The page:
sour cream, sour milk, and butter- ^
milk, iu a judicious way. There fi
ire several things in their use ^
ibout which care should be taken. I u
i 0
L. Cream that is to be used in eook- g
ing 8honld be wholly separated (
from the milk. 2. It should be ,
thoroughly soured. If in any re-' ^
ueipt milk or buttermilk is to be
?m ployed with the cream, it should t
llso be entirely sour, as the mix-1 e
;ure of sweet and sour milk, or j
nx'iini, tends to make the article 1 j
icavy. 4. The amount of soda or t
jalaratus should only be just
mough to sweeten and lighten the
he cream, as any more than this 1 n
mparts tluj green color and soapy j *
lavor which arc so disagreeable ' ?
? ; 11
ind unwholesome in articles of'
bod. j *
WIlAll Anno O A" 1 "
? " I W II 11*1 IU I
)C goud4 no changes should ho! f
nade, as the chances are tcu to ' f
| 1
)ue that the experimenter will |j
lave a failure, and lay the blame
ipon the use of cream instead ot g
ler own carelessness or ignorance. s
I annex a few recipes which have ii
jecn well tried and proved, and j n
ire thought by all my friends who a
mvc made use of th?m to be i>
.mong their best recipes: u
/-v..- ^ rl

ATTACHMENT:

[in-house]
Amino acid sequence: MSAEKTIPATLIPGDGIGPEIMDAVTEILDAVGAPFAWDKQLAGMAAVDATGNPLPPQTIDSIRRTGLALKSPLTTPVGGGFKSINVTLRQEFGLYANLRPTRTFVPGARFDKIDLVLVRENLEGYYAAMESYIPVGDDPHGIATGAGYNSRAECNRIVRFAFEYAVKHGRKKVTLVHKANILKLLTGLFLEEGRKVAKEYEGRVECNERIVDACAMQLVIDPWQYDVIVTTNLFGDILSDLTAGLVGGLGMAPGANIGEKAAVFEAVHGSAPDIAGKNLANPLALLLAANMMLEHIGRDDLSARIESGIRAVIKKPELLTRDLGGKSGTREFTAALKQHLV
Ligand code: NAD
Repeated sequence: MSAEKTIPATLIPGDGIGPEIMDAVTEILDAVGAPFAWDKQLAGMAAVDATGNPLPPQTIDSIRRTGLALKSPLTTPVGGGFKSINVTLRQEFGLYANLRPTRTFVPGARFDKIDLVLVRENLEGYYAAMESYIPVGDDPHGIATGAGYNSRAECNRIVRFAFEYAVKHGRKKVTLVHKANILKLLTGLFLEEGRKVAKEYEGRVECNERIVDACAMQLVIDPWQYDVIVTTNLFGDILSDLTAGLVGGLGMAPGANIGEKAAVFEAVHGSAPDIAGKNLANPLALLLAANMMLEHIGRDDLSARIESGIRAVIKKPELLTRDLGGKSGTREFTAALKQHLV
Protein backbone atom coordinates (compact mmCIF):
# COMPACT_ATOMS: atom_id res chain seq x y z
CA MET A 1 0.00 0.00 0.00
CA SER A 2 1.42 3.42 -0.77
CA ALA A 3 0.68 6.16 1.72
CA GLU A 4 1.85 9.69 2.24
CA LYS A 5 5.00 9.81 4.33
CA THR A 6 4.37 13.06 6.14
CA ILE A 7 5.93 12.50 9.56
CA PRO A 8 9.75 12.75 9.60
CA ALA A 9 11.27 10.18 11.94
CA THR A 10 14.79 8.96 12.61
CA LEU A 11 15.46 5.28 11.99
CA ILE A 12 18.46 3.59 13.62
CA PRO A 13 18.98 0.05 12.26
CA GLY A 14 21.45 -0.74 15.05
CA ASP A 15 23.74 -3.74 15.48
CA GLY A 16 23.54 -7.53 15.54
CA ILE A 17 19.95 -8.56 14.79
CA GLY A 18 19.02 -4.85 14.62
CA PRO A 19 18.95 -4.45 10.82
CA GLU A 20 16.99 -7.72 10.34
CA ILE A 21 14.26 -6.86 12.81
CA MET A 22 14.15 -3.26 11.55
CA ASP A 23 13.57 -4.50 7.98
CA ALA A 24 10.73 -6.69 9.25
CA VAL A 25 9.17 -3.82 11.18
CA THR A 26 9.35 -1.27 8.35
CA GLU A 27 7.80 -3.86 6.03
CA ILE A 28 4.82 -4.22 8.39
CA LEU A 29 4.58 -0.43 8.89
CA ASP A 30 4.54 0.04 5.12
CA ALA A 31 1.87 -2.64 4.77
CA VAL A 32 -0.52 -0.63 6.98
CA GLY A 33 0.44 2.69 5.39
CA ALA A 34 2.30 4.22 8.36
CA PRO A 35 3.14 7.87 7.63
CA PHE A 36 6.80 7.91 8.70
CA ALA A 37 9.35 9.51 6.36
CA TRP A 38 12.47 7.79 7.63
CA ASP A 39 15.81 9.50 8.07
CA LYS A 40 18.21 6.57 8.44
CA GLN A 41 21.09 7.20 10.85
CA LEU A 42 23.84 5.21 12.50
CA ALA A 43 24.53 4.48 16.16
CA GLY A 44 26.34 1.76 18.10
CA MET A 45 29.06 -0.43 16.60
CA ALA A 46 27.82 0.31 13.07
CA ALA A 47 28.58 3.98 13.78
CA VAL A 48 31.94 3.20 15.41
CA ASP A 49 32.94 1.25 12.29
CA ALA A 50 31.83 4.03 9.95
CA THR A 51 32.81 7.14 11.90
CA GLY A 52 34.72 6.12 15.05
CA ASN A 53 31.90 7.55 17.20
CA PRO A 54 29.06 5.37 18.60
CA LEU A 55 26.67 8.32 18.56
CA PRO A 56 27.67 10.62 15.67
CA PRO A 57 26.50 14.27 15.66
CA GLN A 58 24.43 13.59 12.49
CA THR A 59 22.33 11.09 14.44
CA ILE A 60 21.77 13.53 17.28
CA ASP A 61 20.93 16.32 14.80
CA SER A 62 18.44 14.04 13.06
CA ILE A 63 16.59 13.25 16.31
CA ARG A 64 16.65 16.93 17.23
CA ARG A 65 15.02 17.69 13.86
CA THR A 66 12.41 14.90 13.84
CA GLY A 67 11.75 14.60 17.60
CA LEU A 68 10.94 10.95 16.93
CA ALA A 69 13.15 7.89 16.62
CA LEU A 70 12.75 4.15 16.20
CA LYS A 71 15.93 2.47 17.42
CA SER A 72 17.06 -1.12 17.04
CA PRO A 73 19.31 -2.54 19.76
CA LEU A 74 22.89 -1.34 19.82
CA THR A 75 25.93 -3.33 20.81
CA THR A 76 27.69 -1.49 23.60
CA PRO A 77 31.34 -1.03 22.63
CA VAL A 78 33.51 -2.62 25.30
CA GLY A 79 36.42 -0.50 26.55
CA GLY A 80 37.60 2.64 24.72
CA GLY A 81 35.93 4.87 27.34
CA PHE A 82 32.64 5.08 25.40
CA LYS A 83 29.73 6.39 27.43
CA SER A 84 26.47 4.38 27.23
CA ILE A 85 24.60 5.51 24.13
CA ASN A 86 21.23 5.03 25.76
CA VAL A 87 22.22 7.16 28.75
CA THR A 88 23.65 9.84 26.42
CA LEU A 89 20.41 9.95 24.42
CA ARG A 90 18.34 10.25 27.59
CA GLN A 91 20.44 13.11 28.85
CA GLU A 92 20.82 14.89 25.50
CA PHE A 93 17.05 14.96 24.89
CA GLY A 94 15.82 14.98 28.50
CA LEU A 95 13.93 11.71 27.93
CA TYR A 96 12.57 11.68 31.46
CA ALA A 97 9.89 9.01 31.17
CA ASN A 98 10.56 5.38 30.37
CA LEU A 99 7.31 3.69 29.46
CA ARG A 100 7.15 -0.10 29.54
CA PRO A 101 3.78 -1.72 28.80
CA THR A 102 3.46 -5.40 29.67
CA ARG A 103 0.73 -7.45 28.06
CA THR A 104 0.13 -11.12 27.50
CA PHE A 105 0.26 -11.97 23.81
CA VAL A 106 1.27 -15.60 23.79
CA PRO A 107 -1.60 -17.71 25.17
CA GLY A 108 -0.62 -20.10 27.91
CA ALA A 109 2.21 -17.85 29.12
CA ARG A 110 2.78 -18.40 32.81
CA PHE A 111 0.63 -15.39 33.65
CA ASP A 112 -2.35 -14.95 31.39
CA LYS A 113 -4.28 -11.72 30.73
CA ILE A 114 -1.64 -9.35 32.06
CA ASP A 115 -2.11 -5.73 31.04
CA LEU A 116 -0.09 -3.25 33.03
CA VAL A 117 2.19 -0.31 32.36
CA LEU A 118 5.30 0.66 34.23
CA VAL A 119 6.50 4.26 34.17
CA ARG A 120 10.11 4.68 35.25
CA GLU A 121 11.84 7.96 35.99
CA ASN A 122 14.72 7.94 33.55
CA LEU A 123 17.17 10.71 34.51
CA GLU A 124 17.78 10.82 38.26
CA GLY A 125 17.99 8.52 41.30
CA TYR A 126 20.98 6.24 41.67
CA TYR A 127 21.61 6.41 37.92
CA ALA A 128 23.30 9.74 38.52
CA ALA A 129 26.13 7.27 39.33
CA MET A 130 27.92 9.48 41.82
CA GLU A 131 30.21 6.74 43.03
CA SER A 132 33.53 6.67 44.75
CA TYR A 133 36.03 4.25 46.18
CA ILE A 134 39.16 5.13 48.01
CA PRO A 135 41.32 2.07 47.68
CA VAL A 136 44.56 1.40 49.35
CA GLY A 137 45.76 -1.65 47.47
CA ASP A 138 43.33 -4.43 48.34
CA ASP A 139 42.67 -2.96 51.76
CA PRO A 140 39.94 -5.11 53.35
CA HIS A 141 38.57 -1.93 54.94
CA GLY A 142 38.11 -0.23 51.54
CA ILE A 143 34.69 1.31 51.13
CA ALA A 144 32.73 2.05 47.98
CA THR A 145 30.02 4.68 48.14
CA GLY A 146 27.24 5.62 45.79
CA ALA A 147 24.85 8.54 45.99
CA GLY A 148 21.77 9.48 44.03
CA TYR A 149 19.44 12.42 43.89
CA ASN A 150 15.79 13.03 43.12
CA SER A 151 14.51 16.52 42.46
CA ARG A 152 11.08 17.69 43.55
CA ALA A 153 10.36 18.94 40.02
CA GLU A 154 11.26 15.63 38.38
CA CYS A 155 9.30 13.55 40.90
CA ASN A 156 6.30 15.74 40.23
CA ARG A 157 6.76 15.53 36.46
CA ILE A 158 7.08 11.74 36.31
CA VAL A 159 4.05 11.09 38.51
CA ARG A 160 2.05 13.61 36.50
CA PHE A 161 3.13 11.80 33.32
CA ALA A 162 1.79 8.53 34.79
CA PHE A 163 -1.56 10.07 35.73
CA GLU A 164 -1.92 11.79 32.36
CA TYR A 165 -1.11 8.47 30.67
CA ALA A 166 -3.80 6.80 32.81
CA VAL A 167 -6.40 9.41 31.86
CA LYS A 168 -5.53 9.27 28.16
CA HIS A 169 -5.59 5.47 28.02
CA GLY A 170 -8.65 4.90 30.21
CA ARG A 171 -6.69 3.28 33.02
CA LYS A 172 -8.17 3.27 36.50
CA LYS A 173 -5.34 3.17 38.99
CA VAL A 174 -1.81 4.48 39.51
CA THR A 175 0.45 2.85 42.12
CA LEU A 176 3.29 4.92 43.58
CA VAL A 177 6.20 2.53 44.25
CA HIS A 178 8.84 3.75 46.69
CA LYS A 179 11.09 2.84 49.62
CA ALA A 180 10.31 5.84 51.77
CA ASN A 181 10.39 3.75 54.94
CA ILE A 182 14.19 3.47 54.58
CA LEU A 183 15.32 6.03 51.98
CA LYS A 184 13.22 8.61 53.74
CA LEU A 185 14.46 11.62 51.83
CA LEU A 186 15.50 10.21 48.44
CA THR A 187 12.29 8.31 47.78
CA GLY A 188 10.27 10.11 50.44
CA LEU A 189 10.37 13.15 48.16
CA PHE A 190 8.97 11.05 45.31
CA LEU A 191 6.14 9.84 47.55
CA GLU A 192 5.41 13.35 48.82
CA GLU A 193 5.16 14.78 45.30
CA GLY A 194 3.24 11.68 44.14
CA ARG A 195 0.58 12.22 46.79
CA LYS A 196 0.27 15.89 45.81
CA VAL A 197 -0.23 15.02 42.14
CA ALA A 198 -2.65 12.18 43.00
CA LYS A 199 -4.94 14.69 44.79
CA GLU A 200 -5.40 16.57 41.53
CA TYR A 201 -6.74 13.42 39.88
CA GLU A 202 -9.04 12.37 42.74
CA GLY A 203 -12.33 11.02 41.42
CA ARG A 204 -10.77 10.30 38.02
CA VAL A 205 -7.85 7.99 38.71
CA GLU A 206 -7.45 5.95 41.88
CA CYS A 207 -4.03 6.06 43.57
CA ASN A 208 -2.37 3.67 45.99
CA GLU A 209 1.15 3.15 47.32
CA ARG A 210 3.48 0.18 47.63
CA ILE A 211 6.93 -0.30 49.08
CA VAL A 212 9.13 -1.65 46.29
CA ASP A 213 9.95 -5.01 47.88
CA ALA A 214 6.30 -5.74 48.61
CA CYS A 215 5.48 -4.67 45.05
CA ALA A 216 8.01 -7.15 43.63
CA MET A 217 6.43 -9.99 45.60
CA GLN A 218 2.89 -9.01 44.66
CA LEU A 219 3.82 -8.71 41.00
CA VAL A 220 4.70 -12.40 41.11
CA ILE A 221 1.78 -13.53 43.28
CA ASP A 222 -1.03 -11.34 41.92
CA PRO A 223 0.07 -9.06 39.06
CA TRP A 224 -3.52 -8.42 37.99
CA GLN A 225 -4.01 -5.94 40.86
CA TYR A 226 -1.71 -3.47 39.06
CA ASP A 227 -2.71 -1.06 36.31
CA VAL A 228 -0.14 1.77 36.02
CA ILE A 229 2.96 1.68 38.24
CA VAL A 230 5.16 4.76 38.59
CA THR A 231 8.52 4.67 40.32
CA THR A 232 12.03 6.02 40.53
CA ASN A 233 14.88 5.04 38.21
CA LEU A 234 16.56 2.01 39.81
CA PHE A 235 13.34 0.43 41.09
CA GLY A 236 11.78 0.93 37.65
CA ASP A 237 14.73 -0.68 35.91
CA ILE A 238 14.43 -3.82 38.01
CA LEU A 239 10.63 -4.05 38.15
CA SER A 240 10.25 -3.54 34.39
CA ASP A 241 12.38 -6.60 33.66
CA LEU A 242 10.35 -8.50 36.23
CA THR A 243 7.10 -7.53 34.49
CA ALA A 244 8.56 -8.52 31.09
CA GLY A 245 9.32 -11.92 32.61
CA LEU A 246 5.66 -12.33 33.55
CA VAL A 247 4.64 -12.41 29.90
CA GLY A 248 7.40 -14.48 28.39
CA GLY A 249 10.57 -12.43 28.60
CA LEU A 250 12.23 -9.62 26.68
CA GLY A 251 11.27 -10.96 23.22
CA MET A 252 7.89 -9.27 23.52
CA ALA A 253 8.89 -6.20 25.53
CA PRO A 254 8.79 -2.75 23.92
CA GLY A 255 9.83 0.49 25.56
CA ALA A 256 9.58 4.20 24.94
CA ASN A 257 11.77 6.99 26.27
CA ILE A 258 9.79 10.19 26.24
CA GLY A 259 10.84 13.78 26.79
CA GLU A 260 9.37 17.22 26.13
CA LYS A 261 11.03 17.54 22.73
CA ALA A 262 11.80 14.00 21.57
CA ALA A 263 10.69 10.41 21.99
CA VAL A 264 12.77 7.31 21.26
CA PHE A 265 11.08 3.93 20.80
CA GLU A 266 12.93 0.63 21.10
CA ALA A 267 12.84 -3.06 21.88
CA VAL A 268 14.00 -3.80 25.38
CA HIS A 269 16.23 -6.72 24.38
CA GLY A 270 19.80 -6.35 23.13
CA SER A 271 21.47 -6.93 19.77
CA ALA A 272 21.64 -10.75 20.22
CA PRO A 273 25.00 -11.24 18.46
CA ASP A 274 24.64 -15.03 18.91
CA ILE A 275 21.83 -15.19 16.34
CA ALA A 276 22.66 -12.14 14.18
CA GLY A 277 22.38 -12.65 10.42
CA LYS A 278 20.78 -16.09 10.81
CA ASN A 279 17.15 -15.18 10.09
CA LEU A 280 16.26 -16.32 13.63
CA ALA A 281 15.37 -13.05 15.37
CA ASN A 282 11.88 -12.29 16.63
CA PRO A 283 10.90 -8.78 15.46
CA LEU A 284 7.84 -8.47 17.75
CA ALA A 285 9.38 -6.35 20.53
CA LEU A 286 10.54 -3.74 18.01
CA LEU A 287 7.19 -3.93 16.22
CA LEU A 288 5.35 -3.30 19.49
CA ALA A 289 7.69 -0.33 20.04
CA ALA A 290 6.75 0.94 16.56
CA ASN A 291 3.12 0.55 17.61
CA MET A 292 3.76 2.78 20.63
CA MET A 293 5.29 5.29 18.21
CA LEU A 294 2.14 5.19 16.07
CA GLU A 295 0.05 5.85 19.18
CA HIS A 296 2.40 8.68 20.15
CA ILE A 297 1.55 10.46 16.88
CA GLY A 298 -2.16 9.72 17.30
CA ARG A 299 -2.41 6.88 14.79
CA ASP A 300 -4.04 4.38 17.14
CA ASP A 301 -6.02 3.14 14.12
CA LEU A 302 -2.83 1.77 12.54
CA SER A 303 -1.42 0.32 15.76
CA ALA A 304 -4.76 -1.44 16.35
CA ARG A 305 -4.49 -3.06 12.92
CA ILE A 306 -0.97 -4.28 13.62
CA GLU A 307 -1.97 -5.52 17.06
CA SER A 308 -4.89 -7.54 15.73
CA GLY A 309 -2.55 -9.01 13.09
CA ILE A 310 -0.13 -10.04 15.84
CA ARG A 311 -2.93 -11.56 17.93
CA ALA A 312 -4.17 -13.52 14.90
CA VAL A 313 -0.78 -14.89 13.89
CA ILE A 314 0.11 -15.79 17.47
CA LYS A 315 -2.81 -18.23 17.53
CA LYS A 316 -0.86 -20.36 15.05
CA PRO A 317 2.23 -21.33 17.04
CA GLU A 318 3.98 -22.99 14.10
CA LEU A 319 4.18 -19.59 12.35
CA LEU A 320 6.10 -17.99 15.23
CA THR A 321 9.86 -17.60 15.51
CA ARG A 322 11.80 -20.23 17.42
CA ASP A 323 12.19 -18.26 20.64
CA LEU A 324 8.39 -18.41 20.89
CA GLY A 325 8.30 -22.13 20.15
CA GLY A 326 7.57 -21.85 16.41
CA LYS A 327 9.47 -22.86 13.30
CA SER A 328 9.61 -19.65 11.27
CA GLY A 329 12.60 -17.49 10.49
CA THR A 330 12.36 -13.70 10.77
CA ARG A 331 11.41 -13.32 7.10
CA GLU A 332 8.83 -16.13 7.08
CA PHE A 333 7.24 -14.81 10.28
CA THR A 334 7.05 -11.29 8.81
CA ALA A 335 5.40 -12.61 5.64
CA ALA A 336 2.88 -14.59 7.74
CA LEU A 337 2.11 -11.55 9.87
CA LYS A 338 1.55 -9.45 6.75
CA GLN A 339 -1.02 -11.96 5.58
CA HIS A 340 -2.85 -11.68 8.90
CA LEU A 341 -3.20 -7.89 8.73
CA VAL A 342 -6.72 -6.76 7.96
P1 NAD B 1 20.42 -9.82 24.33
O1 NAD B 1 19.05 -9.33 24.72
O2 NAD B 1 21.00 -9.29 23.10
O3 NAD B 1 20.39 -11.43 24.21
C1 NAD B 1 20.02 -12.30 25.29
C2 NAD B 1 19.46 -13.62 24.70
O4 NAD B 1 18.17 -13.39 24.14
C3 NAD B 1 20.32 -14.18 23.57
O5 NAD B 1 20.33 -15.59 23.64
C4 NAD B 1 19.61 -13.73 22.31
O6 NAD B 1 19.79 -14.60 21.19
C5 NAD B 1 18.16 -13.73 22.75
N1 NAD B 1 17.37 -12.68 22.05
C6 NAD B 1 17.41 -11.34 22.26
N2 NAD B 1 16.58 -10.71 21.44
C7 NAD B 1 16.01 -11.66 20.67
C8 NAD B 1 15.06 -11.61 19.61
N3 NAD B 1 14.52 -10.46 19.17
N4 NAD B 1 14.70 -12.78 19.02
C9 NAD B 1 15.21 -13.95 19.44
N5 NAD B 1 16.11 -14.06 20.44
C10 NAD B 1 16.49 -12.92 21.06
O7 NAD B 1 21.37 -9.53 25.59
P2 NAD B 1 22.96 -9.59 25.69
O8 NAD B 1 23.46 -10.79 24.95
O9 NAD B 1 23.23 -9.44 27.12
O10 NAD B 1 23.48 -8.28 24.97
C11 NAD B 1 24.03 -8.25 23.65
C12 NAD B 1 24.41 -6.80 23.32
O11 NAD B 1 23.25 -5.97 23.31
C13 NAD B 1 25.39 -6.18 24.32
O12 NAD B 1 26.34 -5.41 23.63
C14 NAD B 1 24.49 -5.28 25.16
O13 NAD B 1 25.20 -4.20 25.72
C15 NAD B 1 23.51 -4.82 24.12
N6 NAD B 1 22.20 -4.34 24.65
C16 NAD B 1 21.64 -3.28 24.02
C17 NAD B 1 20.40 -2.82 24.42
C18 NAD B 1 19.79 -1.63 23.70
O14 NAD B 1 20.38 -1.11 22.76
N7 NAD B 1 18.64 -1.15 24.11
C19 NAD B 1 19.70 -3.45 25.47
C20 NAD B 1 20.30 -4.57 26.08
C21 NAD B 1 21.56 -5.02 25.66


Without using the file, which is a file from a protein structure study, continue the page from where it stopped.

jjuiiuihiui \_/llU (JUitl'l I
>f sour buttermilk, otic teacupful j >f
sour crcnni, two eggs, 011c tea- j ^
poonful of soda, a little salt, flour ! v
enough to make as thick as pound-1 6
i ike. Bake in muffin-rings, placed j L
ijion tins in the oven, from twenty !
~ i
v# iiii> i.j miliums, uirronuiig It) lllO I
emperature of the stove.
Jjiittcrm iIk G riddlc-ea Ices. ?011 o
[unrt of 60iir buttermilk, a little
nit, one tcaspoonful of soda, and
[our enough to make the cakes as n
~ I
hick or thin as you like them,
iakc upon a griddle.
F!
- ? Ul
Europe and 1869. ^
P
European affairs during the past t(
-ear have beon singularly -'nteresting ^
nd not a little instructive. Wo have e|
uid already to talk of the ending of
lie Cuban difficulty, of the ?Sucz Ca- M
ial. of the Ecumenical Council, of the j
rish Church, ofFrer.''i reforms, of:
be Alnhnnifi rbiimn nf dm ?-?Pi
w.r?> v* V>1W UVUbllO \J I Q|
;reat men?such men, for example, a]
,8 Earl Derby and others of the same ^
ircqnal standing in almost all lands, j
,iid to-day \ve present the situation e,
s it existed in England, Ireland, Gerfiany,
France, Russia and Turkey to- <j?
yards the latest days of December. m
The year that is gone has been a gi
iig year for Europe and the world. a
)n this Continent wo can boast of aj
nucb. But no one can deny that the h
'Id World has made big and glorious! al
trides toward the great futuro. Two I
hings command attention?the Suez ! sf
.'anal and the Ecnmcnical Council. r<
iVe do not despise French and En- il
;li.sli reforms; but wo cannot refuse si
o admit that the Suez Canal and tho c<
;rcat Catholic Council have been the ir
svents of the year. e]
Tho Suez Canal is only a partial sue- ir
less and the Ecumenical Council il
)romiscs. to bo a big failure. The ca- tl